Rose Totino, daughter of Italian immigrants who settled in Minneapolis, opened a take out pizza restaurant in the 1950s at a time when almost no one in the U.S. outside of New York or Los Angeles, had ever heard of pizza. It was a big success. After she invented a way to freeze pizza crust so that her customers could bake at home, she patented her idea: a method of freezing it so the crust was crisp. She started a company to sell it and Totino's Pizza became the top selling frozen pizza nationwide. Pillsbury took notice, purchased her process in 1975 for millions and made her the first female Vice President in the history of the company.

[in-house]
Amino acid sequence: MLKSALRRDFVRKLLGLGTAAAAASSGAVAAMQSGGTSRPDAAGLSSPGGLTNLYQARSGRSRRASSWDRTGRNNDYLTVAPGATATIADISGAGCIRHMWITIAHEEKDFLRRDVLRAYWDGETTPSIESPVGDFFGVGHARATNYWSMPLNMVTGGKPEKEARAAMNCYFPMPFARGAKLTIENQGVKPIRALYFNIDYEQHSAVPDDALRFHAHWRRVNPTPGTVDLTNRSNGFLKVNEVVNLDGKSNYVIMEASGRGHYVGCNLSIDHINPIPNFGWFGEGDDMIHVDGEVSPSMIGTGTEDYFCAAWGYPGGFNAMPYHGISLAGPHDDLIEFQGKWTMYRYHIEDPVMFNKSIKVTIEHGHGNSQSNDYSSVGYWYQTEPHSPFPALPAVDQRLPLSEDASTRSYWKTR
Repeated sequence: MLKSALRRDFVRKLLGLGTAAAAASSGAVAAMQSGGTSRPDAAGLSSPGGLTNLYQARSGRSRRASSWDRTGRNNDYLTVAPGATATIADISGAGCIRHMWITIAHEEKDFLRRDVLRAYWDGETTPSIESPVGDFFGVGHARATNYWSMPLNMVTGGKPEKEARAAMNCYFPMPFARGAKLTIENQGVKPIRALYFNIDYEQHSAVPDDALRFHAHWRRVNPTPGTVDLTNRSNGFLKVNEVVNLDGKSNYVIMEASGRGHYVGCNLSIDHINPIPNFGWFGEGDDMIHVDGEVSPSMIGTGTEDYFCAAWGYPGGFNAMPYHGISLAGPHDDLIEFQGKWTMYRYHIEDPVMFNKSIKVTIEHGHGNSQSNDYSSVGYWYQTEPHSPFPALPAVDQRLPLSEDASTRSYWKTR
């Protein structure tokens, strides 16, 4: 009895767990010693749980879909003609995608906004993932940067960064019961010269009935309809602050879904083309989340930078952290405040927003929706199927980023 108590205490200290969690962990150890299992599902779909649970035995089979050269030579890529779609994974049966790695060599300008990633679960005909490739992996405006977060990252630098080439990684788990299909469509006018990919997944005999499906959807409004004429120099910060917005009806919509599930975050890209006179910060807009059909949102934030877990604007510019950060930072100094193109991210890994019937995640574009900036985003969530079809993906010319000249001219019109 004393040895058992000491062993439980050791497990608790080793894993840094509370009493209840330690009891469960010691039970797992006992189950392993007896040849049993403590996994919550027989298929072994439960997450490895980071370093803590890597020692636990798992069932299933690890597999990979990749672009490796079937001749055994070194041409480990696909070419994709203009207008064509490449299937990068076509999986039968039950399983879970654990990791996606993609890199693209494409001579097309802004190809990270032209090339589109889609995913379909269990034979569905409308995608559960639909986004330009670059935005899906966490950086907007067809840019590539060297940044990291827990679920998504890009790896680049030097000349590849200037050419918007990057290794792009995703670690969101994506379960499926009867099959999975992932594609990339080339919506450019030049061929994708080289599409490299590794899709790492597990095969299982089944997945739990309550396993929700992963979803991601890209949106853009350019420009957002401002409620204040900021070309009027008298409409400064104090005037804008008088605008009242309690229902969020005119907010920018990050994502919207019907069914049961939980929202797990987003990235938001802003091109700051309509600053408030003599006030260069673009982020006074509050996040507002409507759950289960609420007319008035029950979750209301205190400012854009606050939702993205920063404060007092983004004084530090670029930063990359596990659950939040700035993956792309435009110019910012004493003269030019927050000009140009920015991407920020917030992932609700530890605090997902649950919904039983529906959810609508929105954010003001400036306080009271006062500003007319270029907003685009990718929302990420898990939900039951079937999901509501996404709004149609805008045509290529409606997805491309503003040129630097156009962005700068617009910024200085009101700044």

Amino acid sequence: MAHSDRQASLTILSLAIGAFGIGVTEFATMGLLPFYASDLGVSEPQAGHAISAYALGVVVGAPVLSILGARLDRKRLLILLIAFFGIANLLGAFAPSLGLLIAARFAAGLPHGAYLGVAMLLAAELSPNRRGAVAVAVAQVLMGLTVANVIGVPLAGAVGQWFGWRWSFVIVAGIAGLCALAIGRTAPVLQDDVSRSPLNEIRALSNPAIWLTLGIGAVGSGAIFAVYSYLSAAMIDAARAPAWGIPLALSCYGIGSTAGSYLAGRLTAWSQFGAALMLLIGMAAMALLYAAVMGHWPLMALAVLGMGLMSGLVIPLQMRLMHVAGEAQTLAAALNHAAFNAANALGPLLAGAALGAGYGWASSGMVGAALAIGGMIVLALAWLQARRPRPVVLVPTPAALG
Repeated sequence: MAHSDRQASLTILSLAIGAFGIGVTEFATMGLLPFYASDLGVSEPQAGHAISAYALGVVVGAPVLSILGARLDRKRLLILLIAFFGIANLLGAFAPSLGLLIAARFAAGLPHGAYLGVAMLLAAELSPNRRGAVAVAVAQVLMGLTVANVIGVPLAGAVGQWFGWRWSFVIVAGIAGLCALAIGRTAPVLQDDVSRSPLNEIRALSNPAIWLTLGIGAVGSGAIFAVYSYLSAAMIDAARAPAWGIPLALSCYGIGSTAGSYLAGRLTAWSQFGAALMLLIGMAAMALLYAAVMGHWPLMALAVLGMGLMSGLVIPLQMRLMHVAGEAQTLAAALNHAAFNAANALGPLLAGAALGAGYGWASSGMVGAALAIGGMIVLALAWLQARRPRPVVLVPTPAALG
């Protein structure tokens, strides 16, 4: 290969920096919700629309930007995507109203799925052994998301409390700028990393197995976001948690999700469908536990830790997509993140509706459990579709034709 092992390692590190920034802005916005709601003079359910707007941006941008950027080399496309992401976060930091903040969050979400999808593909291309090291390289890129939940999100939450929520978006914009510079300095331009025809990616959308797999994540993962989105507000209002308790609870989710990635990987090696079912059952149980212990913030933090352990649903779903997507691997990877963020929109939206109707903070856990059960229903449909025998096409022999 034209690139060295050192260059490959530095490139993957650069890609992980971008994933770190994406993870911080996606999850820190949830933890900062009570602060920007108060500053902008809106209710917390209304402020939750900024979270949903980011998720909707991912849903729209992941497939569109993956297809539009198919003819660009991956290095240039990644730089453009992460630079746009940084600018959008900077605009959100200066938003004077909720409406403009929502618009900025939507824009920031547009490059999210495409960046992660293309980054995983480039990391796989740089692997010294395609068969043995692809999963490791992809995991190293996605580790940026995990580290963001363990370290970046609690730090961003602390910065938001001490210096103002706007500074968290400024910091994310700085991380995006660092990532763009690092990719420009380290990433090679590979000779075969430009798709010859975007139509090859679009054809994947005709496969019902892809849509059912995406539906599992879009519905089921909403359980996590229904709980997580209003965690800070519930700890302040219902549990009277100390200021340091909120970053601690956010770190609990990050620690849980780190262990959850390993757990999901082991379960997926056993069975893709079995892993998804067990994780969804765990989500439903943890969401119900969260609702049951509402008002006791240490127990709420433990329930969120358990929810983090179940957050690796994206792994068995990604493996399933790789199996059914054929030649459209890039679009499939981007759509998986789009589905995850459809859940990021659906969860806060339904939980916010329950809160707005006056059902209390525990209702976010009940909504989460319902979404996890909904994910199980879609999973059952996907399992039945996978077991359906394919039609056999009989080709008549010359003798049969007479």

Maria Telkes who read everything she could about the sun not only in her native Hungarian but also in French, German and English went on to devise the first system for solar heating a home in 1948.
Bette Graham just wanted to cover her typing mistakes but the other secretaries took one look at her fast drying paint and wanted some as well. She started selling it, first called it Mistake Out, and later renamed it as Liquid Paper. In 1979 Bette Graham sold the company to the Gillette Co. for $47.5 million.
In 1971, while working as a chemist at Dupont, Stephanie Kwolek, invented Kevlar, a thread that is five times stronger than the same weight of steel, and is now used to make radial tires, airplanes, boat shells, protective gear for the military, and bulletproof vests.